By Kevin Tate/NEMS Daily Journal
As the summer days dragged on into August with no end and no rain in sight, the catalog arrived in the mail from faraway Waseca, Minn., peeling back the heat, bearing promises of wonder and adventure on every page.
Tools and toys for every outdoor pursuit were there, described in language that would make J. Peterman read as modest and subdued, if not downright ashamed of his wares. Other gear might get you where you wanted to go but, by the time you’d purchased these top-of-the-line items, you felt like you’d already been.
Decades before anyone ever heard of Bass Pro Shops, Cabela’s or Gander Mountain, a rugged individualist named George Leonard Herter started a mail-order sporting goods business on the upper floor of his father’s dry goods store in a small town in southern Minnesota.
Anyone launching a business in 1937, hot on the heels of the worst of the Great Depression, had to have either endless capital or overwhelming self confidence at his disposal, and there’s no doubt Herter exuded the latter in spades.
Relating the story to Paul Collins, of The New York Times Book Review, the former Waseca printer Wayne Brown remembered the catalog’s origins as single sheets meant to be three-ring binder supplements. By the 1960s, the annual offering was a book two inches thick printed in editions that ran on towards 500,000, making Brown’s heretofore small operation into one of the nation’s largest commercial printers, and making Herter’s enterprise live up to the legend he’d created it to follow.
What Herter pioneered was not the equipment itself, but the concept of a business that aggregated the full gamut of outdoor gear into one shopping experience – an experience made all-the-more memorable by Herter’s descriptions of each item on every page.
“Herter wrote all the copy for the catalogs,” Brown said in an e-mail message to Collins, and each item was described in detail that would make P.T. Barnum proud. None of the catalog’s items were merely satisfactory, they were, according to Herter, “World Famous,” “Patented,” “Special,” “made with infinite care by our most expert old craftsmen,” or, “actually made far better than is necessary.”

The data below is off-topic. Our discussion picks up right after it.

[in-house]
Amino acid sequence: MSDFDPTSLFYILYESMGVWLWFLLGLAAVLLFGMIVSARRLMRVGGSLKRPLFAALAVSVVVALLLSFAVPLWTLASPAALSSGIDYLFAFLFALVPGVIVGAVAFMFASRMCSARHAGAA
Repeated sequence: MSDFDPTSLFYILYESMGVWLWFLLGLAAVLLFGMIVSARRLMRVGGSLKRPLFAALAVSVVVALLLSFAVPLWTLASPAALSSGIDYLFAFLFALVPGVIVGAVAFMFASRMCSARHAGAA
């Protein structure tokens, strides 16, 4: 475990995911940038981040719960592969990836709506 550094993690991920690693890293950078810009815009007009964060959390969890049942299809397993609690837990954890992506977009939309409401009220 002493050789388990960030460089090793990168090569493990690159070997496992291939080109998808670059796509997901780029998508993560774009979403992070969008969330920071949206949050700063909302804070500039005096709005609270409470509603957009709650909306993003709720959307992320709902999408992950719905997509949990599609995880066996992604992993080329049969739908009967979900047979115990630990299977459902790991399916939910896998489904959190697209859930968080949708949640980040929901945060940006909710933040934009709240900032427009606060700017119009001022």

From the time Herter’s was launched and continuing through the decade of the 1960s, you could buy and ship virtually anything short of dynamite or anti-aircraft guns through the mail. Regular sporting firearms and ammunition of every shape, size and description were a major part of Herter’s stock and trade.
When that practice was curtailed by law in 1969, long before the advent of shipping services like UPS and FedEx, the company’s days were numbered.
Still, the company’s legend lives on. Cabela’s bought the rights to his company’s name and slogan in the early 1980s and now carries on part of his tradition, billing itself as “The World’s Foremost Outfitter.”
Along with outfitter, Herter and his ilk could add “dream weaver” to their job descriptions because, when the weather or the season or both are uncooperative, there’s many an adventure to be had sitting by the fire, thumbing through a catalog, outfitting adventures yet to be had, looking for new memories to be made.
Kevin Tate is VP of Media Productions for Mossy Oak Brand Camo in West Point.